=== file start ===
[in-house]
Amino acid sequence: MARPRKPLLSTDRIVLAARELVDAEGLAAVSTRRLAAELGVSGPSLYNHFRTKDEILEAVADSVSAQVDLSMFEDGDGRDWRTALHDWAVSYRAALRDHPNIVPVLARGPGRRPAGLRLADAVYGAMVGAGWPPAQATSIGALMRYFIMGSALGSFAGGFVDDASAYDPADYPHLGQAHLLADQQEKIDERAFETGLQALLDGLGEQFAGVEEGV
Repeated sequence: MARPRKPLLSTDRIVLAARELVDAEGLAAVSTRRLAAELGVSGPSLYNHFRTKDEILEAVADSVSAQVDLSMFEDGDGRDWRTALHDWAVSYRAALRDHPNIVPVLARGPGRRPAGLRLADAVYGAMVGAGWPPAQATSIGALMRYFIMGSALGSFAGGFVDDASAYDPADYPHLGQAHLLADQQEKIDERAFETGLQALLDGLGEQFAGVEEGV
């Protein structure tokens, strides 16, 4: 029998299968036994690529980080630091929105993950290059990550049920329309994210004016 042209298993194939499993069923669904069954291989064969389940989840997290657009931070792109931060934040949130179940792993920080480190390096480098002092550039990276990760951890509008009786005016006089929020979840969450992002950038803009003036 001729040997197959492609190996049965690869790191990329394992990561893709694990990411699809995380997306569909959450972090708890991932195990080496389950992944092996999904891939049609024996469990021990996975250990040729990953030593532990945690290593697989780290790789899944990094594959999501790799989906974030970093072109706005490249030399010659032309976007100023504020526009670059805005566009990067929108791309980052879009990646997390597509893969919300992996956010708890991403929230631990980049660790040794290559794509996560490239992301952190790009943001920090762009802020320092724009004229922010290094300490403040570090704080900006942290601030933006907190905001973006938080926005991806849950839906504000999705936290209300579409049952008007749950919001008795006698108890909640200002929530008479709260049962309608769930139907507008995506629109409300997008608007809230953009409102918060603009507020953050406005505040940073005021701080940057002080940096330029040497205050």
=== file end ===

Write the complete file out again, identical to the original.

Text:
[in-house]
Amino acid sequence: MARPRKPLLSTDRIVLAARELVDAEGLAAVSTRRLAAELGVSGPSLYNHFRTKDEILEAVADSVSAQVDLSMFEDGDGRDWRTALHDWAVSYRAALRDHPNIVPVLARGPGRRPAGLRLADAVYGAMVGAGWPPAQATSIGALMRYFIMGSALGSFAGGFVDDASAYDPADYPHLGQAHLLADQQEKIDERAFETGLQALLDGLGEQFAGVEEGV
Repeated sequence: MARPRKPLLSTDRIVLAARELVDAEGLAAVSTRRLAAELGVSGPSLYNHFRTKDEILEAVADSVSAQVDLSMFEDGDGRDWRTALHDWAVSYRAALRDHPNIVPVLARGPGRRPAGLRLADAVYGAMVGAGWPPAQATSIGALMRYFIMGSALGSFAGGFVDDASAYDPADYPHLGQAHLLADQQEKIDERAFETGLQALLDGLGEQFAGVEEGV
């Protein structure tokens, strides 16, 4: 029998299968036994690529980080630091929105993950290059990550049920329309994210004016 042209298993194939499993069923669904069954291989064969389940989840997290657009931070792109931060934040949130179940792993920080480190390096480098002092550039990276990760951890509008009786005016006089929020979840969450992002950038803009003036 001729040997197959492609190996049965690869790191990329394992990561893709694990990411699809995380997306569909959450972090708890991932195990080496389950992944092996999904891939049609024996469990021990996975250990040729990953030593532990945690290593697989780290790789899944990094594959999501790799989906974030970093072109706005490249030399010659032309976007100023504020526009670059805005566009990067929108791309980052879009990646997390597509893969919300992996956010708890991403929230631990980049660790040794290559794509996560490239992301952190790009943001920090762009802020320092724009004229922010290094300490403040570090704080900006942290601030933006907190905001973006938080926005991806849950839906504000999705936290209300579409049952008007749950919001008795006698108890909640200002929530008479709260049962309608769930139907507008995506629109409300997008608007809230953009409102918060603009507020953050406005505040940073005021701080940057002080940096330029040497205050």